American Culture: John Tyler Mini Biography
John Tyler (March 29, 1790 – January 18, 1862) was the tenth President of the United States (1841–45). He was also, briefly, the tenth Vice President (1841), elected to that office on the 1840 Whig ticket with William Henry Harrison. Tyler became president after Harrison’s death in April 1841, only a month after the start of the new administration. Known to that point as a supporter of states’ rights, which endeared him to his fellow Virginians, his actions as president showed that he was willing to back nationalist policies as long as they did not infringe on the powers of the states. Still, the circumstances of his unexpected rise to the presidency, and its threat to the presidential ambitions of Henry Clay and other politicians, left him estranged from both major parties. A firm believer in manifest destiny, President Tyler sought to strengthen and preserve the Union through territorial expansion, most notably the annexation of Texas (which was brought to fruition by Tyler’s successor, James K. Polk).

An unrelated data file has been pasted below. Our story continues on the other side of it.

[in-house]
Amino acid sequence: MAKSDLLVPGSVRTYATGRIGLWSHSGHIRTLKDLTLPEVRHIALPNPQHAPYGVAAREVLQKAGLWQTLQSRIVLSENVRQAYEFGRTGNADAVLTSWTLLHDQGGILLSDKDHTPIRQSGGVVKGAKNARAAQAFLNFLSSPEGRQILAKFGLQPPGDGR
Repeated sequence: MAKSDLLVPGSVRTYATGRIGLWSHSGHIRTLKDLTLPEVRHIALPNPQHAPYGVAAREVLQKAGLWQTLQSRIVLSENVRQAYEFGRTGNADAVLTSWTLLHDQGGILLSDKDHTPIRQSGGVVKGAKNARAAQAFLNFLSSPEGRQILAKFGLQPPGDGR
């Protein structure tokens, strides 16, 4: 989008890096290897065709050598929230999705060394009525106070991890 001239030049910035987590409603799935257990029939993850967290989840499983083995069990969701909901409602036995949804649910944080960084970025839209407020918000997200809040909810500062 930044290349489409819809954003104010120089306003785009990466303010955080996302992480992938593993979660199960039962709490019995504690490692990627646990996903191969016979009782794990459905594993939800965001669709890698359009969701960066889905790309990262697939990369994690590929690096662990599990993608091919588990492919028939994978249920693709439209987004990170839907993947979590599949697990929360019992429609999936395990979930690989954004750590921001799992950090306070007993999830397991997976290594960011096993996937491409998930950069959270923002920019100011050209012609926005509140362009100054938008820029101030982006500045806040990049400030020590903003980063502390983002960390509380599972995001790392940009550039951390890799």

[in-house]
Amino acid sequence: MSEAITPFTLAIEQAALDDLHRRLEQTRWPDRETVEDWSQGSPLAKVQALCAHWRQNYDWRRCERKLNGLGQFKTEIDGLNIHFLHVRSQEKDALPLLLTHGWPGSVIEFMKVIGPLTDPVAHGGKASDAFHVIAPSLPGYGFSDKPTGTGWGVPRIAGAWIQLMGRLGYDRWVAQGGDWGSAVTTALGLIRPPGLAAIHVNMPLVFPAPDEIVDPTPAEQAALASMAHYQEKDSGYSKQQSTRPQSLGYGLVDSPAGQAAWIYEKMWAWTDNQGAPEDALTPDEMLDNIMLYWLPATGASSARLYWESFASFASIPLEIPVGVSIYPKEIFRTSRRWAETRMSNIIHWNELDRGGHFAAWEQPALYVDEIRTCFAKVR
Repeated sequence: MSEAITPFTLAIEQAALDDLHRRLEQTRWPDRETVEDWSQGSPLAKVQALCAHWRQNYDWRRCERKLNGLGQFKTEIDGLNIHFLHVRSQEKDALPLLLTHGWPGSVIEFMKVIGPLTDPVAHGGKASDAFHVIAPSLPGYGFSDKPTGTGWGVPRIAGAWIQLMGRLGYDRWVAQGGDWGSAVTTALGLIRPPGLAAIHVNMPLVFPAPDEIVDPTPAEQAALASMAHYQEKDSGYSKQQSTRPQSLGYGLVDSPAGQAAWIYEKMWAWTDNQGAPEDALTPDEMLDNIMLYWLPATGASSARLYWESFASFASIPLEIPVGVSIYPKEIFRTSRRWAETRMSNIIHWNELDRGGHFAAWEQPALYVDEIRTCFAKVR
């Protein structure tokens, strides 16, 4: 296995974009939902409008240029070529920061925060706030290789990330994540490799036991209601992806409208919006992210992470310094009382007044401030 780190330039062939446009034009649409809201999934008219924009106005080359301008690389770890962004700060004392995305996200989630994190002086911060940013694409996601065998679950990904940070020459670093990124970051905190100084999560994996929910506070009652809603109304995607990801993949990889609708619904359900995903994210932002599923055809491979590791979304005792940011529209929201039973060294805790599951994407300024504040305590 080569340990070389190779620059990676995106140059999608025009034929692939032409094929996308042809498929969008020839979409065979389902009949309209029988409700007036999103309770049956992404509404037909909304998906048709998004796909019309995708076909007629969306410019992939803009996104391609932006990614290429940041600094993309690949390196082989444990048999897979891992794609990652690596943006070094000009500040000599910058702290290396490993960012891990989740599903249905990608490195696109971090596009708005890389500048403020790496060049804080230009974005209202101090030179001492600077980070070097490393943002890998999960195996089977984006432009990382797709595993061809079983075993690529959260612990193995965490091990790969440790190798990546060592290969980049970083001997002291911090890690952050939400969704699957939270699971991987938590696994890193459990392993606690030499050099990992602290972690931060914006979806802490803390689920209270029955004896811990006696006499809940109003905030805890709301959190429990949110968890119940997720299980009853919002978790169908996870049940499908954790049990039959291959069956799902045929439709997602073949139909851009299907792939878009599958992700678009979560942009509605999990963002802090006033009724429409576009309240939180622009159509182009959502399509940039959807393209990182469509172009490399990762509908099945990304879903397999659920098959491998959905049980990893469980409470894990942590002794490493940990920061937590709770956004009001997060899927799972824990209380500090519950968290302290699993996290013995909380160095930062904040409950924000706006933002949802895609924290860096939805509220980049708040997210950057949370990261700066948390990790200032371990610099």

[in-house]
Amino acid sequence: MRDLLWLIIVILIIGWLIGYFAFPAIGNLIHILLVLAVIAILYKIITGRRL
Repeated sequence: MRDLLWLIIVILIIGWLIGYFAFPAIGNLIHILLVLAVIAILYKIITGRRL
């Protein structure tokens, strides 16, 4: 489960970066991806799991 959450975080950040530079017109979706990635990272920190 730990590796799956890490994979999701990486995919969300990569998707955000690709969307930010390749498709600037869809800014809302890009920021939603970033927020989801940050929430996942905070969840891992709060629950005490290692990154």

Tyler, born to an eminent Virginia family, came to national prominence at a time of political upheaval. In the 1820s the nation’s only political party, the Democratic-Republicans, split into factions. Though initially a Democrat, his opposition to Andrew Jackson and Martin Van Buren led him to ally with the Whig Party. Tyler served as a Virginia state legislator, governor, U.S. representative, and U.S. senator before his election as vice president in the presidential election of 1840. He was put on the ticket to attract states’ rights Southerners to what was then a Whig coalition to defeat Van Buren’s re-election bid.